EPA has issued several memoranda allowing states to take credit in their 15% Plans from the AIM coatings rule, and also the federal Autobody Refinishing and Consumer/Commercial products rules. The promulgation dates and hence the compliance dates for these rules did not occur by the November 15, 1996 implementation date for the 15% Plan. It is EPA's intention to still allow credit from the federal rules in states 15% Plans for the reasons discussed below.

Disapproval of the 15% Plan because these federal measures were delayed and did not achieve the required reductions by November 15, 1996 would require the SIP to be revised to make up the shortfall. EPA would propose approval of such a remedial measure if the SIP would achieve the 15% level as soon after November 15, 1996 as practicable. EPA believes that Maryland had limited ability to effectuate the reductions from these (or any other measures achieving equivalent reductions) any more expeditiously than EPA was able to promulgate the federal rules.

In the policy memo, “Credit for the 15% Rate-of-Progress Plans for Reductions from the Architectural and Industrial Maintenance (AIM) Coating Rule,” dated March 22, 1995, EPA provided guidance on the expected reductions from the national rule—allowing up to a 20% reduction from the 1990 baseline levels. The March 22, 1995 policy memo was subsequently updated on March 7, 1996 (“Update on the Credit for the 15% Rate-of-Progress Plans for Reductions from the Architectural and Industrial Maintenance (AIM) Coating Rule”) to state that states may still take a 20% emission reduction credit from the AIM coatings rule in their 15% Plans even though the rulemaking has been delayed beyond the November 15, 1996 implementation date specified in the Act for 15% Plan measures. In light of the significant delays EPA experienced in promulgating the AIM rule, EPA has continued to allow the AIM emission reduction credits to count in state 15% Plans. EPA believes that although the compliance date was pushed back to September 1999, the emission reductions from the national AIM rule are still creditable in state 15% Plans. For the purposes of the 15% ROP plan calculations then, EPA will allow Maryland to take credit for any of the federal measures even though the emission reductions from these measures did not occur until after November 15, 1996.

Following both EPA's published guidance and in concurrence with the final AIM rule, Maryland assumed a 20% reduction in VOCs from the AIM rule or a 5.4 TPD reduction. EPA has determined that the 5.4 TPD emission reduction from AIM coatings is creditable toward the 15% ROP Plan requirement for the Baltimore nonattainment area.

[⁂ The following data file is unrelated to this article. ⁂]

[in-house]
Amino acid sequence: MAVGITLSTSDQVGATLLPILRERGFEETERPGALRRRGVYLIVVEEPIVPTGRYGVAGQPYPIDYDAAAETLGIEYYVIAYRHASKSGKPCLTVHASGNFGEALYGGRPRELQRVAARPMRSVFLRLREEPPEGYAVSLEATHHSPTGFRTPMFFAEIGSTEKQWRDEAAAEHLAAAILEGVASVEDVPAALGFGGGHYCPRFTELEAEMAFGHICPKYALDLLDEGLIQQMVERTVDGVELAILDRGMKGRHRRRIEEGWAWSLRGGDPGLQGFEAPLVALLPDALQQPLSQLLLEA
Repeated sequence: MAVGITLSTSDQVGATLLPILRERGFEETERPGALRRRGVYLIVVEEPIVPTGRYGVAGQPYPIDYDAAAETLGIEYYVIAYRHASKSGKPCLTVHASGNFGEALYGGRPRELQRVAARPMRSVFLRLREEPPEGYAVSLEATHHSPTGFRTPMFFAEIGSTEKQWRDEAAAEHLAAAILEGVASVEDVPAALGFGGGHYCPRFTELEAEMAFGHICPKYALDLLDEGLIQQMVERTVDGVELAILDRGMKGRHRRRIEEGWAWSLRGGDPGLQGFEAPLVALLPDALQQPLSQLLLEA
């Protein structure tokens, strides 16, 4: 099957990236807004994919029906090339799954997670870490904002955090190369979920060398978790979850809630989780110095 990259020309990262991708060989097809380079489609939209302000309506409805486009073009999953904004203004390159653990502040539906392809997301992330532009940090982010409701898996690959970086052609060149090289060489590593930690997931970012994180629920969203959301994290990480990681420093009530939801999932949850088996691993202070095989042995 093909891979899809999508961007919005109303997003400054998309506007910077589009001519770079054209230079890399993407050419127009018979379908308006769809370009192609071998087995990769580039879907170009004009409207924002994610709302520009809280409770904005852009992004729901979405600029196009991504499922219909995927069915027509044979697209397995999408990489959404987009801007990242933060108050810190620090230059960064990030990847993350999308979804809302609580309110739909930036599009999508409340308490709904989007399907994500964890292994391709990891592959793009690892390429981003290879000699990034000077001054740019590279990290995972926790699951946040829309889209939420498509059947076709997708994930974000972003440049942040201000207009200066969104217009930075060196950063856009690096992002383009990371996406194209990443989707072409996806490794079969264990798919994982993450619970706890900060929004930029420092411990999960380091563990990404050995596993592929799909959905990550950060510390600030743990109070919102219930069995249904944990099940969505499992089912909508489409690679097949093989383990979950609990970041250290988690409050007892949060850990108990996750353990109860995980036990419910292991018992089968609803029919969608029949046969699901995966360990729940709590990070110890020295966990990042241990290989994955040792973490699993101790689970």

3. Consumer and Commercial Products National Rule

Section 183(e) of the Act also required EPA to conduct a study of VOC emissions from consumer and commercial products and to compile a regulatory priority list. EPA is then required to regulate those categories that account for 80% of the consumer product emissions in ozone nonattainment areas. Group I of EPA's regulatory schedule lists 24 categories of consumer products to be regulated by national rule, including personal, household, and automotive products.

On September 11, 1998, EPA issued a final rule (63 FR 48819) to reduce the VOC content of 24 categories of household consumer products by 20% from levels emitted in 1990. Manufacturers must meet the VOC content limits by December 11, 1998 for all products, except pesticides regulated under the Federal Insecticide, Fungicide and Rodenticide Act, which have one year to comply with applicable VOC content limits. EPA policy allows states to claim up to a 20% reduction of total consumer product emissions towards the ROP requirement.

For reasons discussed previously under “Architectural and Industrial Maintenance (AIM) Coatings,” EPA will allow the states to take credit for this measure even though emission reductions from this measure did not occur until after November 15, 1996. Maryland claimed a 20% reduction or the equivalent reduction of 2.6 TPD from their 1996 projected uncontrolled consumer and commercial products emissions in the Baltimore nonattainment area. EPA believes this measure is creditable in Maryland's 15% Plan for the Baltimore nonattainment area.

4. Autobody Refinishing

Maryland has adopted an autobody refinishing regulation, COMAR 26.11.19.23, “Control of VOC Emissions from Vehicle Refinishing.” VOC emissions emanate from the evaporation of solvents used in the coating, drying and clean-up process. Maryland's autobody refinishing regulation was approved into the SIP on August 4, 1997 (62 FR 41853). This state rule assumes a 45% reduction (5.3 TPD) from 1996 projected uncontrolled autobody emissions in the Baltimore area. These reductions are creditable toward the ROP requirement.

5. Lithographic Printing